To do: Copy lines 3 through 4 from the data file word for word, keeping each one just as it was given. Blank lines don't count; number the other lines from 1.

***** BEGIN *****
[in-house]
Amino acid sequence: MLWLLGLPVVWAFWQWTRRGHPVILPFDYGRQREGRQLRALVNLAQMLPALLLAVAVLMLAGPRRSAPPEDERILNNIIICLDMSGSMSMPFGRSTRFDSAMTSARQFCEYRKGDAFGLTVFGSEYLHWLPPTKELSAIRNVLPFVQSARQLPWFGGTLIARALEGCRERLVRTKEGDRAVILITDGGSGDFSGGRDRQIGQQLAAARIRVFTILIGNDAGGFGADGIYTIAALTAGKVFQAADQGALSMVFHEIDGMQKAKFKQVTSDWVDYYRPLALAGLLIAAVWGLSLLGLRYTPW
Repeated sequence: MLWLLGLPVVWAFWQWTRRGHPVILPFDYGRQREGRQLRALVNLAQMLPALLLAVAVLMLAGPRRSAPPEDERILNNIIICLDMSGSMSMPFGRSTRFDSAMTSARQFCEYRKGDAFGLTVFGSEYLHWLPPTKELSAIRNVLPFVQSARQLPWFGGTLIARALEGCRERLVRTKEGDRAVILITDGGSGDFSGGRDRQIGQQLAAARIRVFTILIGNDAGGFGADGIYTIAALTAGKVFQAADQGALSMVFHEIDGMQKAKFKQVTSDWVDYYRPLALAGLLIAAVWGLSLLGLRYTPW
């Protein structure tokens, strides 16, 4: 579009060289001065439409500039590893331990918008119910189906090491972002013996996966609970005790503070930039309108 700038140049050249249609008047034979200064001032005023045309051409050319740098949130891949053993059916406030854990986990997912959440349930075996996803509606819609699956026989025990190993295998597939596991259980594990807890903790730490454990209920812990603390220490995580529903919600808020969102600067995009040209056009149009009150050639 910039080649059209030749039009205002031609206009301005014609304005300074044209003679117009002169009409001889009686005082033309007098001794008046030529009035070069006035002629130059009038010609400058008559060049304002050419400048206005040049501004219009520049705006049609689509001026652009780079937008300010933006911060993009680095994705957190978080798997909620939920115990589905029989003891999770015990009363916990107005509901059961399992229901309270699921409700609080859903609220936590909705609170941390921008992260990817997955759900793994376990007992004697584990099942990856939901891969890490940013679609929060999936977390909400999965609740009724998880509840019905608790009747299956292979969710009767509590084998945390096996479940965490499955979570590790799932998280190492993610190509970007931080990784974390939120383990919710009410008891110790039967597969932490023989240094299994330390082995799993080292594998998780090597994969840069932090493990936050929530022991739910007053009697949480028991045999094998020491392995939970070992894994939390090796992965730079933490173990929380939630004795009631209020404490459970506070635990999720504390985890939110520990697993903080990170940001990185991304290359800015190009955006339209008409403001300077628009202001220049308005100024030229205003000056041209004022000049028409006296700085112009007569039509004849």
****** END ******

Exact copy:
Repeated sequence: MLWLLGLPVVWAFWQWTRRGHPVILPFDYGRQREGRQLRALVNLAQMLPALLLAVAVLMLAGPRRSAPPEDERILNNIIICLDMSGSMSMPFGRSTRFDSAMTSARQFCEYRKGDAFGLTVFGSEYLHWLPPTKELSAIRNVLPFVQSARQLPWFGGTLIARALEGCRERLVRTKEGDRAVILITDGGSGDFSGGRDRQIGQQLAAARIRVFTILIGNDAGGFGADGIYTIAALTAGKVFQAADQGALSMVFHEIDGMQKAKFKQVTSDWVDYYRPLALAGLLIAAVWGLSLLGLRYTPW
């Protein structure tokens, strides 16, 4: 579009060289001065439409500039590893331990918008119910189906090491972002013996996966609970005790503070930039309108 700038140049050249249609008047034979200064001032005023045309051409050319740098949130891949053993059916406030854990986990997912959440349930075996996803509606819609699956026989025990190993295998597939596991259980594990807890903790730490454990209920812990603390220490995580529903919600808020969102600067995009040209056009149009009150050639 910039080649059209030749039009205002031609206009301005014609304005300074044209003679117009002169009409001889009686005082033309007098001794008046030529009035070069006035002629130059009038010609400058008559060049304002050419400048206005040049501004219009520049705006049609689509001026652009780079937008300010933006911060993009680095994705957190978080798997909620939920115990589905029989003891999770015990009363916990107005509901059961399992229901309270699921409700609080859903609220936590909705609170941390921008992260990817997955759900793994376990007992004697584990099942990856939901891969890490940013679609929060999936977390909400999965609740009724998880509840019905608790009747299956292979969710009767509590084998945390096996479940965490499955979570590790799932998280190492993610190509970007931080990784974390939120383990919710009410008891110790039967597969932490023989240094299994330390082995799993080292594998998780090597994969840069932090493990936050929530022991739910007053009697949480028991045999094998020491392995939970070992894994939390090796992965730079933490173990929380939630004795009631209020404490459970506070635990999720504390985890939110520990697993903080990170940001990185991304290359800015190009955006339209008409403001300077628009202001220049308005100024030229205003000056041209004022000049028409006296700085112009007569039509004849």